J: I think with the restaurant world, there is no going back to normal. There will be a new normal for us. This is all we know, because we got the keys to the building last April 1 (which is scary, it’s almost coming up on a year.) We opened on Aug. 1 and I did 90 percent of all the build-out in construction. We knew what we were opening into, or we thought we knew what we were opening into. So this strange paradigm is our normal, and it’s worked and it’s been great. We do have the ability to have some tables in there if we wanted to. Right now, we choose not to. It’s takeout only. We have done a couple of private events, like on New Year’s Eve and so on and so forth, which are super fun. But as far as navigating the current landscape, we kind of planned and built for it for that, in fact. So that makes sense.
A: Yeah, I love the way it’s set up. It’s a really great creative outlet for the two of us to figure out a way to do takeout hospitality. People come in for a split second to grab their pizza and grab a bottle of wine, or maybe they come in for 45 minutes. Will they grab a case of wine? They want to hear all about everything. But being able to give a very special experience through takeout has been a really intriguing challenge for us to come up with. I think for all restaurants especially. I’ve personally enjoyed it. I don’t know if Jarad’s enjoyed it as much as I have. We haven’t really talked about it.
Z: This whole time? That seems like, you know, maybe a conversation you should have.
A: I guess he likes it. We’re still doing it.
Z: Yeah. There you go. That’s some proof for sure. So I would think just in the abstract, that a wine shop/restaurant opened by two incredibly accomplished sommeliers would be potentially intimidating for a lot of people. We experience this issue as wine professionals where people want our expertise but are also afraid of it. Some of the things you’ve talked about — the focusing on pizza, which is, for most people, a pretty damn approachable food; having very clear prices (I think some of the fear is about getting talked into a more expensive wine than they’re comfortable with) — do those structural elements help people get over that fear factor? Or do you just not think that people are intimidated?
A: Well, I think when people walk in and they see me in the front of the shop, they think I’m probably like a college student just answering the phone. I look very young. I sound very young. They probably never in a million years thought that I knew anything about wine. That’s something that I’ve always had to break down the barrier with, at any place I work. If anyone’s ever intimidated by me, then there’s a real problem, because I’m not at all intimidating. I know you can’t see me — I’m a tiny 5’3, 100-pound girl. I don’t think that they’re intimidated when they come into the shop. I think that they become at ease when they hear about the price ranges. I mean, Jarad can be a little intimidating, I’ll say that.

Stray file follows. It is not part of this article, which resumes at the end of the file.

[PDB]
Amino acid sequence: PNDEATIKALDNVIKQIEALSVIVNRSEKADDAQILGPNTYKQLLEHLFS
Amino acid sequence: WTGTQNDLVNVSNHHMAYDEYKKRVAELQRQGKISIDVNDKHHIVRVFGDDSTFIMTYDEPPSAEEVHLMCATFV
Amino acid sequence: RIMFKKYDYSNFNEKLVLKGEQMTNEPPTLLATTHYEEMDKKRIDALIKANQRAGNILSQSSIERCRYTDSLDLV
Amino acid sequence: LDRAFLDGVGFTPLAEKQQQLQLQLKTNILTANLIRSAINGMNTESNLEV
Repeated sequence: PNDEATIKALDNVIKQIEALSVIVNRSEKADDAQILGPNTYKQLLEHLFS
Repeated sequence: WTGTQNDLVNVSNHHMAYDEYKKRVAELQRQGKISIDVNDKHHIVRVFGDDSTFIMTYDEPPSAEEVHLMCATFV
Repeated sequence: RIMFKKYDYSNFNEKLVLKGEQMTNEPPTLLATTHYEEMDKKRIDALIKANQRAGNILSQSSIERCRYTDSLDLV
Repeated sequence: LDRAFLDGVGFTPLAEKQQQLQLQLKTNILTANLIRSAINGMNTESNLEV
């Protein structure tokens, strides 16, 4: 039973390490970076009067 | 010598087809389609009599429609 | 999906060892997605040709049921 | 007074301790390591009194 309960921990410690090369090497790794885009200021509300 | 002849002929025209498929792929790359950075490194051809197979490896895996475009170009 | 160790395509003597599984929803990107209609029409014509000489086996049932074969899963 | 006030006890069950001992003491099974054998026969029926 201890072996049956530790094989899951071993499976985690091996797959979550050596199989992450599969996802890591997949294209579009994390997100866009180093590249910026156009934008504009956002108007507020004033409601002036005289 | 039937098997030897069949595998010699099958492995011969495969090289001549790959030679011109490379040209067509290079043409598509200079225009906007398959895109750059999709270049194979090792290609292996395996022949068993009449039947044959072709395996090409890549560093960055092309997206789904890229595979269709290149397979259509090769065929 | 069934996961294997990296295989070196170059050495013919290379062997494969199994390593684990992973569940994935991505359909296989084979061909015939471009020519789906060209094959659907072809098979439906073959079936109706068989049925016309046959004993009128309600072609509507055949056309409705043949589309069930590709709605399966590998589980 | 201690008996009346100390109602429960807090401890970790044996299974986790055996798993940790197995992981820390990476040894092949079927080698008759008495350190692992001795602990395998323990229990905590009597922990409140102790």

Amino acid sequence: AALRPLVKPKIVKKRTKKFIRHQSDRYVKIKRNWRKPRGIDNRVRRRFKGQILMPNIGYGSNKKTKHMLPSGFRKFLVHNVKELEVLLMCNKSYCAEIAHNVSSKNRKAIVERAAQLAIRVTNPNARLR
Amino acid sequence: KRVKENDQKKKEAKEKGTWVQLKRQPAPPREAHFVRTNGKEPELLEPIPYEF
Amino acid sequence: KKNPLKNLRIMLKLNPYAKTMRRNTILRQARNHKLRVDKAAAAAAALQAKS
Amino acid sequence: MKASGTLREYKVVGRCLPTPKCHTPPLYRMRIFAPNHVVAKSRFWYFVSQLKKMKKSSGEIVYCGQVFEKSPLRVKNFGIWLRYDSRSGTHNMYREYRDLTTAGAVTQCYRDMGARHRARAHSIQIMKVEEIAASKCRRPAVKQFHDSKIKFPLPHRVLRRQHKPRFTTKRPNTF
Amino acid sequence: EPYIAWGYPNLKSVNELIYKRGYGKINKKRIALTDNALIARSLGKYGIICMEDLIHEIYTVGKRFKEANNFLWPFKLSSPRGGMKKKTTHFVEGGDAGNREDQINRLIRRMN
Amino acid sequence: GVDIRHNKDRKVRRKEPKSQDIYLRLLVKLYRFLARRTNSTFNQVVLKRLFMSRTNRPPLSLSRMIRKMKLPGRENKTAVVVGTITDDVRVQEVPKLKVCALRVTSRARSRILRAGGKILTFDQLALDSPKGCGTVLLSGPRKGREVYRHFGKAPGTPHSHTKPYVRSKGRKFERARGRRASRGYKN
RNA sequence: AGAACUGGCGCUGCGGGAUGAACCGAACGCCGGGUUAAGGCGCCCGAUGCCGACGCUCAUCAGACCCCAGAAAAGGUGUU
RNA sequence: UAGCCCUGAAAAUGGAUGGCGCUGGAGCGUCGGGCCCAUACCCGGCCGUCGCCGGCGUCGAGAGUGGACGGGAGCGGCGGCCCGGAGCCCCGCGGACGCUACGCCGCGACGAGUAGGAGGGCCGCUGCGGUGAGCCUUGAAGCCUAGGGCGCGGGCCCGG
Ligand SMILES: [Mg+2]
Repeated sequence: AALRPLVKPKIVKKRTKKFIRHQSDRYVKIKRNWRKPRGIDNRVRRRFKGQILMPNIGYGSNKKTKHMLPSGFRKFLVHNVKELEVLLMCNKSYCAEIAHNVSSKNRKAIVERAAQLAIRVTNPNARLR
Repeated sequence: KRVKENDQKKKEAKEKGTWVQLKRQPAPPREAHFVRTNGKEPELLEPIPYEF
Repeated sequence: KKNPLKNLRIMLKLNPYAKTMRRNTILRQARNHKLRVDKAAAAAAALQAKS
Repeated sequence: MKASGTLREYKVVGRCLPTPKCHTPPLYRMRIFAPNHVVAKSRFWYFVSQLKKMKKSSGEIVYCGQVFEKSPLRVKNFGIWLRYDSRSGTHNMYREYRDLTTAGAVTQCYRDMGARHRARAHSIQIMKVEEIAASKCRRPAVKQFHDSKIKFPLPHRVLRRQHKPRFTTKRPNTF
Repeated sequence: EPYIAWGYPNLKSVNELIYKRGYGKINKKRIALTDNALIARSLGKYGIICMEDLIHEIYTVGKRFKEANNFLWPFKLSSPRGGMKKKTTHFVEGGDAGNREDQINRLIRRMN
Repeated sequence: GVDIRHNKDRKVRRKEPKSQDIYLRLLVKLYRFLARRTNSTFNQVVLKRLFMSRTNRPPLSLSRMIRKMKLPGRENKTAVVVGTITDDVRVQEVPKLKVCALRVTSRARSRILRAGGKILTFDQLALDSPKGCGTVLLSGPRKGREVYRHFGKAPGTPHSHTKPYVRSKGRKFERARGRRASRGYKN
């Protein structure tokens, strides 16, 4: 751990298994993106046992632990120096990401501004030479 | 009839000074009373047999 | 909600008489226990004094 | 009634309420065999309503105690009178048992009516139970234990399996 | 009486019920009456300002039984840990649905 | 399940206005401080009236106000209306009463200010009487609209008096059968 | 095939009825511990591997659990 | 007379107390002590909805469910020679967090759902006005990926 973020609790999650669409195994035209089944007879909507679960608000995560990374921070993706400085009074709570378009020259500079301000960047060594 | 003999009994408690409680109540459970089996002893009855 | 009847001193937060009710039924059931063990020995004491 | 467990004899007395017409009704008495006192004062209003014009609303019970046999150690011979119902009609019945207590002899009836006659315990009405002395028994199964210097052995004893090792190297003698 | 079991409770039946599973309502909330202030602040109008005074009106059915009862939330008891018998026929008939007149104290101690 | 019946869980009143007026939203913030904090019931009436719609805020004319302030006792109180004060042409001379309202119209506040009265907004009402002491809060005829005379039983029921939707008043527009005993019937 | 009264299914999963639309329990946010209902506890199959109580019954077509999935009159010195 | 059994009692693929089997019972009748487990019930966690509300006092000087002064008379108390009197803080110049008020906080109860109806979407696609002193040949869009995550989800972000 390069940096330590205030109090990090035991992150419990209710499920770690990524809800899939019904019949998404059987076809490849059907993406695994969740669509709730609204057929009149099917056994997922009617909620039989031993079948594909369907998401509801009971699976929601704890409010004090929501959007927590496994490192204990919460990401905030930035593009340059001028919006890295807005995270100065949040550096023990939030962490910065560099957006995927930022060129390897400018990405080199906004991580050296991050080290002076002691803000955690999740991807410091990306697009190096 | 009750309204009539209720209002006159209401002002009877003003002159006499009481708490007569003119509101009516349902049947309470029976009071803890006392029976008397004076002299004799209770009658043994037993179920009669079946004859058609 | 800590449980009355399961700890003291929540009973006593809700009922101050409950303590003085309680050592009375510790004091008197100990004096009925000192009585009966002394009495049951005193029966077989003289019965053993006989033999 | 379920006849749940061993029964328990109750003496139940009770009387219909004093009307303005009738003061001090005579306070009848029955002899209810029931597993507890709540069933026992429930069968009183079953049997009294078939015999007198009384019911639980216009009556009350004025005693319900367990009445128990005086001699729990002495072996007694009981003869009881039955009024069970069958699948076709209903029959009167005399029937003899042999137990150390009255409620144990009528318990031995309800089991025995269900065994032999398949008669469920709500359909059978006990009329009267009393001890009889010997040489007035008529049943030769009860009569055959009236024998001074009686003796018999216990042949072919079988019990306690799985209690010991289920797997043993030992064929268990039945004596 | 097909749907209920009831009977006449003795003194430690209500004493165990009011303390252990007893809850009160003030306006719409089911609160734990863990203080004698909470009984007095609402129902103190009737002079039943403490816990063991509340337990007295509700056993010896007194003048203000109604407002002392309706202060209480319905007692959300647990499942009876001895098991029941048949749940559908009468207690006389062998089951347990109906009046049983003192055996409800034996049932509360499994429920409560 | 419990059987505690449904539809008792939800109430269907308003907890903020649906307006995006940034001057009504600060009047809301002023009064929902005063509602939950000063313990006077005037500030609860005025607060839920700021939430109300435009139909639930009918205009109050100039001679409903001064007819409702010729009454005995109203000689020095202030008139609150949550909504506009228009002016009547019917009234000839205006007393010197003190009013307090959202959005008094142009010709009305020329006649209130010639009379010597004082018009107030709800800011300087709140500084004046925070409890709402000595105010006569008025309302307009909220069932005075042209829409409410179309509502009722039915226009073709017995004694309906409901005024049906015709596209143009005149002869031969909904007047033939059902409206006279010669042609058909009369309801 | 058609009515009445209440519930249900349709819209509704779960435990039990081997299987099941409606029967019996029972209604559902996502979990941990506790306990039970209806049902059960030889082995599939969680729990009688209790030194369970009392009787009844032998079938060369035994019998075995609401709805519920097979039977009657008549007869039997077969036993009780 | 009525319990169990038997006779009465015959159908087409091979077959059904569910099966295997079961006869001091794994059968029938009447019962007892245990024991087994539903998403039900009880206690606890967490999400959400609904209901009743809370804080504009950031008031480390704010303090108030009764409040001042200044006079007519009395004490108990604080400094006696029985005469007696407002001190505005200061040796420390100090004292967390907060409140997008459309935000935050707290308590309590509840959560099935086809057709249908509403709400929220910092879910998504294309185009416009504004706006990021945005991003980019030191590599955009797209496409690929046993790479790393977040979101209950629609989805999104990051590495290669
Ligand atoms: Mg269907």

Z: That’s why you keep him in the kitchen, right?
A: But I think once you’ve once you start talking to him, you’re like, “Oh.” It’s just like your friend next door, or someone that’s going to become your best friend because he’s just so warm and welcoming.
J: I’m the guy that’s in the kitchen that yells, “What you want is the second one on the left, the Pinot Grigio.”
A: We have fun.
Z: As Jarad mentioned at the beginning, pizza is one of the things, more than anything else, that people have been consistently going with during the pandemic (not that they didn’t eat a lot of pizza before). What are three or so of your favorite current pairings of wine with your pizzas? Feel free to explain the pizzas, too, because I am sure they’re not all just Hawaiian.
J: I have two hard and fast rules: No pineapples and no green peppers, ever. Barring that, if you buy it at the grocery store across the street and bring it over, I’ll slap it on your pizza. But I refuse [those] two things. The pizzas are kind of rooted in Neapolitan style, but Neapolitan pizzas are really meant to be eaten immediately out of the oven with a fork and a knife. They’re kind of floppy. Being takeout, we need a little more stability, and being in America, we use American flour. I think it actually tastes better. We sneak a little Italian flour in there for some silky texture, but American flour tastes better. We’ll do a pepperoni pizza, no problem. But we have more exciting things as well. Tomorrow we’re putting on a pizza with Bosc pear, crispy speck, gorgonzola dolce, and Korean chili flake, and we’ll pair that with pear cider. I hate when people — when I say people, I mean guys because it’s always guys — try to match up every little nuance of the dish to every little nuance of the wine. At some point, you just get analysis paralysis, and it’s just not fun anymore. So if you get a red pizza and you get a bottle of red Italian wine, you’re in the ballpark. Whether it’s Chianti, or it’s Dolcetto, or it’s Barbera, it’s really a stylistic preference. But it’s not like I say, “No, you have to get this wine with this pizza.” That’s just silly. Rule No. 1 is eat what you want and drink what you want.